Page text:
Dalai Lama, 75 years of holiness
- Andy Rice
- 07 Jul 2010 (South Africa)
While the World Cup delays local festivities to mark the Dalai Lama’s 75th birthday, his envoy says South Africans should celebrate by studying His Holiness’ teachings on moral and ethical values to build a better and more peaceful world.
Jetsun Jamphel Ngawang Lobsang Yeshe Tenzin Gyatso, better known as the 14th Dalai Lama, enjoyed a modest celebration in exile in Dharamshala, India, to mark his 75th birthday on 6th July. A few hundred followers lined the streets of the northern Indian city the Dalai Lama has called home after fleeing Tibet following a failed uprising against China in 1959 – nearly half-a-century ago. Drums and flutes were sounded, and His Holiness watched a display of dancing and singing. AP reports that Lobsang Tenzin, the Tibetan prime minister in exile (Samdhong Rinpoche), raised the Tibetan flag as the anthem was played.
There were no official celebrations in Tibet, which has been under iron-fisted Chinese rule since its military conquest in 1951. "In the past there were huge restrictions on Tibetans inside Tibet who were not to celebrate His Holiness the Dalai Lama’s birthday. The situation hasn’t changed at all,” said Sonam Tenzing, the Dalai Lama’s representative in South Africa. “Anything to do with His Holiness the Dalai Lama is not liked by the Chinese government.”
Watch the Dalai Lama celebrating his 75th birthday:
Earlier Reuters reported that the Chinese government didn’t keep track of the Dalai Lama’s birthday. When asked about the matter Chinese foreign ministry spokesman Qin Gang told the news service he didn’t keep track of the Dalai Lama's age and urged people to rather remember other dates. "I can only remember two dates," said Qin. “One is 28 March 1951, which was the day of Tibet's peaceful liberation, the other is 23 May 1959, when Tibet began its democratic reforms.” The spiritual leader of the people of Tibet and head of Tibet’s government-in-exile is viewed as a “dangerous separatist” by the Chinese rulers who insist Tibet historically belongs to China.
Since fleeing Tibet, the Dalai Lama has dedicated his life in exile to petitioning for autonomy of Tibet, although as Sonam Tenzing explains this doesn’t mean separation from China. “Tibetan people including His Holiness the Dalai Lama have been demanding genuine autonomy for Tibet in line with the constitution of the People’s Republic of China,” said Tenzing. “The Tibetan people and His Holiness are not against the Chinese people. What we are demanding is autonomy which is currently not available or not genuinely implemented and practiced inside Tibet. His Holiness is not demanding separation from China. The Tibetan people’s struggle for freedom is not something that is against the constitution of China.”
Photo courtesy of DalaiLama.com
In South Africa, the Dalai Lama’s birthday celebrations were put on hold because of the Soccer World Cup. “We will be marking his birthday on the 9 July,” said Tenzing. “Normally we would celebrate on the same day, but because there are these soccer matches and people are more interested in watching the soccer matches than attending a function, we thought it appropriate to hold the event on Friday.” The local celebrations will also be modest and will include lunch for a small number of guests, the raising of the Tibetan flag and singing the national anthem.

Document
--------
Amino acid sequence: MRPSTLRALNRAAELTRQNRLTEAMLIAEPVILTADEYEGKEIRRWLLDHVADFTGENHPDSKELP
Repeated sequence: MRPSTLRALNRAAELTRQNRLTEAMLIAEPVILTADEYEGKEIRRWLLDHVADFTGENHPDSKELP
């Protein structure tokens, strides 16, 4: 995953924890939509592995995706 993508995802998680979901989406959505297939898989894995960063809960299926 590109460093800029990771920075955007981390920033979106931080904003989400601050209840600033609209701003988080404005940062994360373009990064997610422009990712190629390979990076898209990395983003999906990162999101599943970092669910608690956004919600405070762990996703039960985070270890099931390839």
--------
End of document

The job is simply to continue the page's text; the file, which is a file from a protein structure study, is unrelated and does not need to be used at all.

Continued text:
The Dalai Lama has travelled to South Africa on a number of occasions, though he was denied a visa in March 2009 when he was due to participate in a peace conference alongside Nelson Mandela, Desmond Tutu and F W de Klerk. The conference was linked to the World Cup and, despite denials by the Motlanthe administration that the decision was made to appease the Chinese government, it was later cancelled.
Photo courtesy of DalaiLama.com
Tenzing says things have changed somewhat under Zuma’s administration. “In May 2009 the new minister of international relations and cooperation Maite Nkoana-Mashabane made a statement to journalists which said His Holiness the Dalai Lama was just as welcome as any other tourist visiting South Africa. His Holiness has expressed in the past that he would like to visit countries of Africa, including South Africa, because of the fact that Nelson Mandela, Desmond Tutu and F W de Klerk have known him and been good friends of His Holiness.”
How would the Dalai Lama like South Africans to celebrate his birthday? His South African envoy says people should focus on moral and ethical values. “Our message to the people of Africa and our brothers and sisters in South Africa is that they should study the thoughts and teachings – though not necessarily religious teachings - on moral and ethical values that have been promoted by His Holiness the Dalai Lama throughout these many, many years. He has been travelling throughout the world promoting ethical and moral values for a better and more peaceful society.”
The reality of the 21st century world is that the Chinese political machine sees it fit to twist the arms of the world's governments, forcing them to reduce the status of the Dalai Lama to that of a mere tourist, after seizing his country by force and conducting 60 years of population engineering that today sees Chinese outnumbering ethnic Tibetans in their own country. Governments may be bullied, but the truth remains: The people of the world love the Dalai Lama.
Main photo: Exiled Tibetan spiritual leader the Dalai Lama receives a bouquet of flowers from local journalists during his 75th birthday celebrations at Tsuglagkhang temple in the northern Indian hill town of Dharamsala July 6, 2010. REUTERS/Abhishek Madhukar
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